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A 44 year-old man presented with a sudden, severe headache, nausea and vomiting. On angiogram, no source of bleeding was seen. Five days later, he developed progressive aphasia and a right hemiparesis.
Cerebral angiogram of the left internal carotid artery (Left: AP, Right: Lateral). Note the severe narrowing of the top of the carotid, MCA and ACA vessels. This is vasospasm, a known delayed complication of SAH. If severe enough, vasospasm may lead to progressive ischemia and stroke. In some cases, an acute stroke then results in edema, herniation and death. Vasospasm is typically treated with volume expansion, mild evaluation of BP, and in some case, angioplasty of the involved blood vessels.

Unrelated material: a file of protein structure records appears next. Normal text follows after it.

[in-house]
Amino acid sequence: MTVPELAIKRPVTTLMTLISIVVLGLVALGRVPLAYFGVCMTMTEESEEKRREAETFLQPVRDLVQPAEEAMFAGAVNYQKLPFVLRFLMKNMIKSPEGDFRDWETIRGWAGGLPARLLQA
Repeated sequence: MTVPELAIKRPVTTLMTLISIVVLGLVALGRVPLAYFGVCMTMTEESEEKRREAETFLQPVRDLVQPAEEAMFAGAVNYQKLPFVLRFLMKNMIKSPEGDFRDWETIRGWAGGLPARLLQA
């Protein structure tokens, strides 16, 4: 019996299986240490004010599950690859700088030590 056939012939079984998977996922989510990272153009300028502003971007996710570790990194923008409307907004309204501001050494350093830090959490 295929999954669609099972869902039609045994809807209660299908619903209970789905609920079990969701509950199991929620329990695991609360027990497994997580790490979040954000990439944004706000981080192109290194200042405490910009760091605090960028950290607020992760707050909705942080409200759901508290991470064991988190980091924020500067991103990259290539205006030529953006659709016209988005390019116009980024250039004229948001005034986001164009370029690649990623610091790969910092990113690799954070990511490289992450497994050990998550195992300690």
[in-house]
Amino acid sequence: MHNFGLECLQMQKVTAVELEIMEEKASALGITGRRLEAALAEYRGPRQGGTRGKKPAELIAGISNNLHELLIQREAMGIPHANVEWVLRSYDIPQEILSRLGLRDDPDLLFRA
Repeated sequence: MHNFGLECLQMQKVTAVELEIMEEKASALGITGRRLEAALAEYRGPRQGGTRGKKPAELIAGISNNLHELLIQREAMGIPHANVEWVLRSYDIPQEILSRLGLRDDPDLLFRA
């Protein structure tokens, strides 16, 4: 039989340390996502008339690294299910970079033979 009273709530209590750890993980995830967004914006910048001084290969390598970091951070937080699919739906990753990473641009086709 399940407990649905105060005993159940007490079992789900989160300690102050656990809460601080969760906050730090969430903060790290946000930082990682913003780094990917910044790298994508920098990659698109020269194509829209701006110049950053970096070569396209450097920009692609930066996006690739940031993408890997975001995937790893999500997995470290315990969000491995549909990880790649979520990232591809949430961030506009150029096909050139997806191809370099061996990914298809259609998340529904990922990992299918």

The Electronic Curriculum is copyrighted 1998, Case Western Reserve University School of Medicine.